When early street protests turned into the 18-day uprising that brought down Mubarak, Azouz left the hospital to volunteer at a field clinic in Tahrir Square. She was furious that state television continued to air reports that said no one was injured in the security forces’ attacks on protesters. She was beaten by batons, overwhelmed with tear gas and pelted with rubber bullets that left scars like polka dots on her forearm and leg.
“In the space of an hour, maybe even less, five people died before my eyes, all of gunshot wounds to the head and chest,” she recalled. “I started thinking, ‘I don’t care how many people are against this revolution, I’ll stay here forever.’ ”
A year later, Azouz sounds deeply conflicted about the revolution and isn’t sure how or why she should continue to support a movement that appears stagnant, disjointed and powerless next to the influential military and Islamists. The tipping point, she said, came on a day when protesters outside the Cabinet building came under attack only a few yards from where patrons lounged at an outdoor cafe.
“I was in the middle of the street,” she said. “I looked one way and saw people laughing and flirting at the coffee shop, and I looked the other way and saw people dying.”
The fear, complacency and hypocrisy she witnessed in her fellow Egyptians so enraged her that she took off her veil, the small, desperate act of a woman who no longer believes that a beard indicates piety or that a uniform promises protection.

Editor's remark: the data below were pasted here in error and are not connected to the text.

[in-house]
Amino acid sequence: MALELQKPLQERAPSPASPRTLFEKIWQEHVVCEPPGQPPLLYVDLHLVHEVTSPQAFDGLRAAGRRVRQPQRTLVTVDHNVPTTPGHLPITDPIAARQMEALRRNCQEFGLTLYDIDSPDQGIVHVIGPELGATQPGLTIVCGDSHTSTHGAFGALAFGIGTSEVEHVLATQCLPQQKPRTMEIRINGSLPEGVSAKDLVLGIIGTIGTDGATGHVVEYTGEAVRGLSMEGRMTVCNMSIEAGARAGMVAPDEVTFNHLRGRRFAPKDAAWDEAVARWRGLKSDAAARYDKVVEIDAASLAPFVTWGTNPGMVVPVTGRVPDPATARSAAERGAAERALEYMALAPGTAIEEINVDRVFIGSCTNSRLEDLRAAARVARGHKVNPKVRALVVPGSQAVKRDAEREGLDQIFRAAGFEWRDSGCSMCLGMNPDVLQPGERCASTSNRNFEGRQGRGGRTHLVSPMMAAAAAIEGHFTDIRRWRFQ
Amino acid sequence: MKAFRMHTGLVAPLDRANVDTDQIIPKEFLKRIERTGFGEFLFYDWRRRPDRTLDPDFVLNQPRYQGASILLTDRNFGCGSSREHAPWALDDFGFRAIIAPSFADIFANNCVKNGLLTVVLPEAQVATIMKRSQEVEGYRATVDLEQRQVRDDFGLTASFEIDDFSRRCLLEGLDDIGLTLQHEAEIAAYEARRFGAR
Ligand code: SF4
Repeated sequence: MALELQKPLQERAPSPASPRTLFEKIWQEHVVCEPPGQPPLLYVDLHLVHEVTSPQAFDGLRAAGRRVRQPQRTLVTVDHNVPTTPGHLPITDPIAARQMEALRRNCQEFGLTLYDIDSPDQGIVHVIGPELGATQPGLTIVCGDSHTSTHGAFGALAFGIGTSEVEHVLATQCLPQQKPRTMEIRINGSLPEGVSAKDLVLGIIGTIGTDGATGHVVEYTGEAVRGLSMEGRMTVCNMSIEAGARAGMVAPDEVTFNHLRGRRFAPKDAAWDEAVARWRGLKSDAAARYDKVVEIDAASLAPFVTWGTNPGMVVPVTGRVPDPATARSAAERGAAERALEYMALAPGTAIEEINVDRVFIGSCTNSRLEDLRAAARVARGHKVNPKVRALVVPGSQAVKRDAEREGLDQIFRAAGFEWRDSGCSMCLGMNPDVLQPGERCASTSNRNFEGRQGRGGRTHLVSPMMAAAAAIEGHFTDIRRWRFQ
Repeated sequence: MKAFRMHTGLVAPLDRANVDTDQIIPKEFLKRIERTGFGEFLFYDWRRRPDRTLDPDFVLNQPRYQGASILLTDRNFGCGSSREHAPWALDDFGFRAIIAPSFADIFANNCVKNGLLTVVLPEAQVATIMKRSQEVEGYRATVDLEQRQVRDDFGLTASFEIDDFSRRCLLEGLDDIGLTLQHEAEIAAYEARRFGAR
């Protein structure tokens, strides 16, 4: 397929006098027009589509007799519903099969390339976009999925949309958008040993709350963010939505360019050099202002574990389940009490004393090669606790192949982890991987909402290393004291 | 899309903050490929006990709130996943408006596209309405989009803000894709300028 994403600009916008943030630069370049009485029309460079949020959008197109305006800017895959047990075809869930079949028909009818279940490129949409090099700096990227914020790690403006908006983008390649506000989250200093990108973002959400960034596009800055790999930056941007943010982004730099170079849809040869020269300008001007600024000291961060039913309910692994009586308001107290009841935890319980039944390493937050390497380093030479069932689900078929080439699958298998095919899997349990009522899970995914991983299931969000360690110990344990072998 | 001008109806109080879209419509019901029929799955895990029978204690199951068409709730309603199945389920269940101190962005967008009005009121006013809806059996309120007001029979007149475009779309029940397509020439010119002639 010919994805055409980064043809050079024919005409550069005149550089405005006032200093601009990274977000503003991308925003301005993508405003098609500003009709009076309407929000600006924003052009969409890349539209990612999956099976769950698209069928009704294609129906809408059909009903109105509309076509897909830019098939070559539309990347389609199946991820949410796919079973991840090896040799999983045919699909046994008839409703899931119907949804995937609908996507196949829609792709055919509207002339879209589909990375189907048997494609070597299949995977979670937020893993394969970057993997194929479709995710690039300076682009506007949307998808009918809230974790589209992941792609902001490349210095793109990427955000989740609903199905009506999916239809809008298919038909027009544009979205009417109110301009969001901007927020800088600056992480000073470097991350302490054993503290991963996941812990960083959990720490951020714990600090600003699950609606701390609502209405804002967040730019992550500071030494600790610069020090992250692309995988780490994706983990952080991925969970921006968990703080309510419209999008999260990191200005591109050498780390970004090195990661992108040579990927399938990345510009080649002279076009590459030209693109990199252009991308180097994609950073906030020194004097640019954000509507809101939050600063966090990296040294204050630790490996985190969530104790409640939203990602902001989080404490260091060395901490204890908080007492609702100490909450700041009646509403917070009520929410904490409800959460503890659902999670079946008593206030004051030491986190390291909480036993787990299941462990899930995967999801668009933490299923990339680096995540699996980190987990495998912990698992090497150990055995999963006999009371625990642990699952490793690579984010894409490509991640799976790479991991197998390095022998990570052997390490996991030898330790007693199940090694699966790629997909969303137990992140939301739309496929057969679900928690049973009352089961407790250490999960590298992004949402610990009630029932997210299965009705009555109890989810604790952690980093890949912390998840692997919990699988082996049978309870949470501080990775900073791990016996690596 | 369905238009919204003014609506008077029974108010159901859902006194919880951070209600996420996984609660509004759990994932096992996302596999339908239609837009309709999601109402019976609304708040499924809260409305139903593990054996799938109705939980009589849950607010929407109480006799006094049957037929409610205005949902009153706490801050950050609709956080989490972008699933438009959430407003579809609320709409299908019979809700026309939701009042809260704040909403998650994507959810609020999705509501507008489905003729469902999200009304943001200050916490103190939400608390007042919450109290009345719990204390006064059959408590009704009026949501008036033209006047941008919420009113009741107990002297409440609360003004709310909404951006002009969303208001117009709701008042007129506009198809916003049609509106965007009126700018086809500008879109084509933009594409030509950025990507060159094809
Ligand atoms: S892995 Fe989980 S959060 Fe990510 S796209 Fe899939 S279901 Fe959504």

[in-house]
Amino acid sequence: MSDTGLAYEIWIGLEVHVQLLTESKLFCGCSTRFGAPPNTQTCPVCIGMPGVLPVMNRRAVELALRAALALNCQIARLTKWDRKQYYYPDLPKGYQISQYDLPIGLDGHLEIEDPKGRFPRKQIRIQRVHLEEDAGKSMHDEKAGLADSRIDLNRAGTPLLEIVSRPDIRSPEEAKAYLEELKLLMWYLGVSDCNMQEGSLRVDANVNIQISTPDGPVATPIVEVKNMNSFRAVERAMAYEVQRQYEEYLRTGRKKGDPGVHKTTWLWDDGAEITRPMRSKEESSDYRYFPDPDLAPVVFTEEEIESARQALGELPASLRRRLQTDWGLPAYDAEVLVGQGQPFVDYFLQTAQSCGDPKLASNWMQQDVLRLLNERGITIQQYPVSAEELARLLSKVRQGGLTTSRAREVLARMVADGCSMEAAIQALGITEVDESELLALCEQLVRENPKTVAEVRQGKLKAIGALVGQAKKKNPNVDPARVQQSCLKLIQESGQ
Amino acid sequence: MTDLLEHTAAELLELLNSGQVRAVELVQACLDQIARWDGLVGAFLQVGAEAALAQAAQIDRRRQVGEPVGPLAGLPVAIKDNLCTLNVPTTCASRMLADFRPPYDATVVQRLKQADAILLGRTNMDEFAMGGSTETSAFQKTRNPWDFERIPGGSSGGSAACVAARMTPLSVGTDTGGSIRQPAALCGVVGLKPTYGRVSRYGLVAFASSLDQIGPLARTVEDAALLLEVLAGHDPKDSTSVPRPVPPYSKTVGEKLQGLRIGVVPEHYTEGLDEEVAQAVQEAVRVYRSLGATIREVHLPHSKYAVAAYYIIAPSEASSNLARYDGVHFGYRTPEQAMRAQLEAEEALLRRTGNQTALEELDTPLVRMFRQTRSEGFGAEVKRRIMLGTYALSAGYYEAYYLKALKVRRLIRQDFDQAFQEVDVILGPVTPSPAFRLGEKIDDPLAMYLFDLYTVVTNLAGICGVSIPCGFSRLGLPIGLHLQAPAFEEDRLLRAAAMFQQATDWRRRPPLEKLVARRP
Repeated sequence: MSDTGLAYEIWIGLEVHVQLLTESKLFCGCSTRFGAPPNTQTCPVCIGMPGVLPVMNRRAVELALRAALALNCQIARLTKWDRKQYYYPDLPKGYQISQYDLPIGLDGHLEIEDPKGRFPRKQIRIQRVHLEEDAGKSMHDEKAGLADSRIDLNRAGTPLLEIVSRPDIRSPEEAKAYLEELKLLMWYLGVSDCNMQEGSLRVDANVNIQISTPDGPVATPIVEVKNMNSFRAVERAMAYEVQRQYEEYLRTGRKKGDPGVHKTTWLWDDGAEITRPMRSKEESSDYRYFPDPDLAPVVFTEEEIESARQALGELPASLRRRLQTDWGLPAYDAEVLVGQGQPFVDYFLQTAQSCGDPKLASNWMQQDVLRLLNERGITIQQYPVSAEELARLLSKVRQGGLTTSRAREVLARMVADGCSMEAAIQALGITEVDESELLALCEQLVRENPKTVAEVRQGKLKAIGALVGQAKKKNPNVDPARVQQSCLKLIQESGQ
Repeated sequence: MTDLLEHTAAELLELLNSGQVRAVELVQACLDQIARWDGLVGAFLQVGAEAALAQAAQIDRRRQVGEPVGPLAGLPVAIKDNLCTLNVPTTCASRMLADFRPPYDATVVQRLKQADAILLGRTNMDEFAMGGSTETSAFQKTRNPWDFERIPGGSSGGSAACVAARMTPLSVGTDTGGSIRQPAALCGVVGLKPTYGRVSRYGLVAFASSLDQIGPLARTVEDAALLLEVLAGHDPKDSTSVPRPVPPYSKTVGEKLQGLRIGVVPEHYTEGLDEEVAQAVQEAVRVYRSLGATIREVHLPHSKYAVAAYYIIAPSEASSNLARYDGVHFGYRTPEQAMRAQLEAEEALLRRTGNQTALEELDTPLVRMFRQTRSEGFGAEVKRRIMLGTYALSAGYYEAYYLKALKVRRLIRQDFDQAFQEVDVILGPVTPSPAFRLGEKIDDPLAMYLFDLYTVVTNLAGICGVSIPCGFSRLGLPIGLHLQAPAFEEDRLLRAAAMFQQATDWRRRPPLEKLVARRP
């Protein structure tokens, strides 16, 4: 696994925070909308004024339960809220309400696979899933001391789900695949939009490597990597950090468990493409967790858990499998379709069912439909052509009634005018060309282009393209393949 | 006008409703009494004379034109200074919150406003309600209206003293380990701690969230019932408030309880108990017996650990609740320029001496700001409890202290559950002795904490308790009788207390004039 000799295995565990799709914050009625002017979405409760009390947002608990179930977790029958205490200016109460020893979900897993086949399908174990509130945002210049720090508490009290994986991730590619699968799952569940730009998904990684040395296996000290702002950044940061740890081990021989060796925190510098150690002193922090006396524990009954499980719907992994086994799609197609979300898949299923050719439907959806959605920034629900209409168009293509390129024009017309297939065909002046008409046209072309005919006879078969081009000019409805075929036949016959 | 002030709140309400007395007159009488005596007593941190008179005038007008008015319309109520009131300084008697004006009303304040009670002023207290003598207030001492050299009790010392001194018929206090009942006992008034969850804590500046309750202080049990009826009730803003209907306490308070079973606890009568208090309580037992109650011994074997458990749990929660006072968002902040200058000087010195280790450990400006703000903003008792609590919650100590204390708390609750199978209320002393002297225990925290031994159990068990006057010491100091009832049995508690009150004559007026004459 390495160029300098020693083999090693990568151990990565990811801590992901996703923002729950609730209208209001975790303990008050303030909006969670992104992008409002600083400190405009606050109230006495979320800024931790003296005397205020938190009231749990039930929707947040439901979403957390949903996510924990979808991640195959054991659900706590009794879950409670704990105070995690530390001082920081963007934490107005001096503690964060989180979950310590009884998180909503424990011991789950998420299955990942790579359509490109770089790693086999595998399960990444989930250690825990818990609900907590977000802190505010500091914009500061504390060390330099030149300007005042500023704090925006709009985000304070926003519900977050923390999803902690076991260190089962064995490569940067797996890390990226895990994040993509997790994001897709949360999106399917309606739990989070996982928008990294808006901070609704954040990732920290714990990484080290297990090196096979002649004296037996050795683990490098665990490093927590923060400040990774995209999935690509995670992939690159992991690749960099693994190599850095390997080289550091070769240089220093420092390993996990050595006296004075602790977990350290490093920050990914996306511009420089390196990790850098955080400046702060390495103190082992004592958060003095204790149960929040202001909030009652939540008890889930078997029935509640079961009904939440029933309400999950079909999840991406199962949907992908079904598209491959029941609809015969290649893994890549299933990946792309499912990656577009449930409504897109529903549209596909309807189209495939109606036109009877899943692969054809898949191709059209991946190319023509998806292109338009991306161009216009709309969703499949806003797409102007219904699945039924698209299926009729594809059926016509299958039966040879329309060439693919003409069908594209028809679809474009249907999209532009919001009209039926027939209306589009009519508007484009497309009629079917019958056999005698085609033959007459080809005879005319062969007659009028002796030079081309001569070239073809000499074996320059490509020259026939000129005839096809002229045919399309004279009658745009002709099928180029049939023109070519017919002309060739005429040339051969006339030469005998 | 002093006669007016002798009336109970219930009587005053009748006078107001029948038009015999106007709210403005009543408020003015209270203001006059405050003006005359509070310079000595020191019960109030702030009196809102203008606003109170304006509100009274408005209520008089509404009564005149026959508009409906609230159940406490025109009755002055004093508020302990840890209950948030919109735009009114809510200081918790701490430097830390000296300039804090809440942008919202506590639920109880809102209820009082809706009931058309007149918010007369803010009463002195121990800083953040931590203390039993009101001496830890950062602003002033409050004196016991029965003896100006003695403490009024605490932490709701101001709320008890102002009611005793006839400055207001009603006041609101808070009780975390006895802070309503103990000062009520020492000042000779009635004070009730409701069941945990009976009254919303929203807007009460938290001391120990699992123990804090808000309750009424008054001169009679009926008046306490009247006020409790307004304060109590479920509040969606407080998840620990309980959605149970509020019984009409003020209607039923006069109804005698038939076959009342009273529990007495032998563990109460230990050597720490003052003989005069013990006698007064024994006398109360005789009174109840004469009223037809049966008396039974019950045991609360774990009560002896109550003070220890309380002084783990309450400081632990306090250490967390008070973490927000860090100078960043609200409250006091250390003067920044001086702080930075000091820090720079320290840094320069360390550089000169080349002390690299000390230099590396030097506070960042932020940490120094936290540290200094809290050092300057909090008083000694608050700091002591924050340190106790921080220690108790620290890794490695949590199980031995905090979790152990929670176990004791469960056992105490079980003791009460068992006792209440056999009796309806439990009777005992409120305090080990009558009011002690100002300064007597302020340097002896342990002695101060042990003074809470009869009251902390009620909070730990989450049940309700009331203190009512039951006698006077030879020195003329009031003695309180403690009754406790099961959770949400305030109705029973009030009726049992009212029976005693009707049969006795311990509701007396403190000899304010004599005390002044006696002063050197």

“Gandhi had a point when he said, ‘Be the change you want to see in the world,’ but others have to believe that, too, and it’s just not happening,” she said. “How could they change when they still don’t even have the basics? How can you ask them to think, to read literature and history, when they can’t eat?”
Azouz said she saw no viable candidate who could revive the revolution, so on Election Day she plans to spoil her ballot by writing on it an Arabic word that translates roughly as “void.”
“The message is that you won’t deceive me again with a paper and make me feel like I’m part of a decision that’s already been made,” she said “The best thing for the revolution is for Amr Moussa to become president, because maybe people will finally realize that we’re still at square one.”
McClatchy special correspondent Omnia al Desoukie contributed to this article.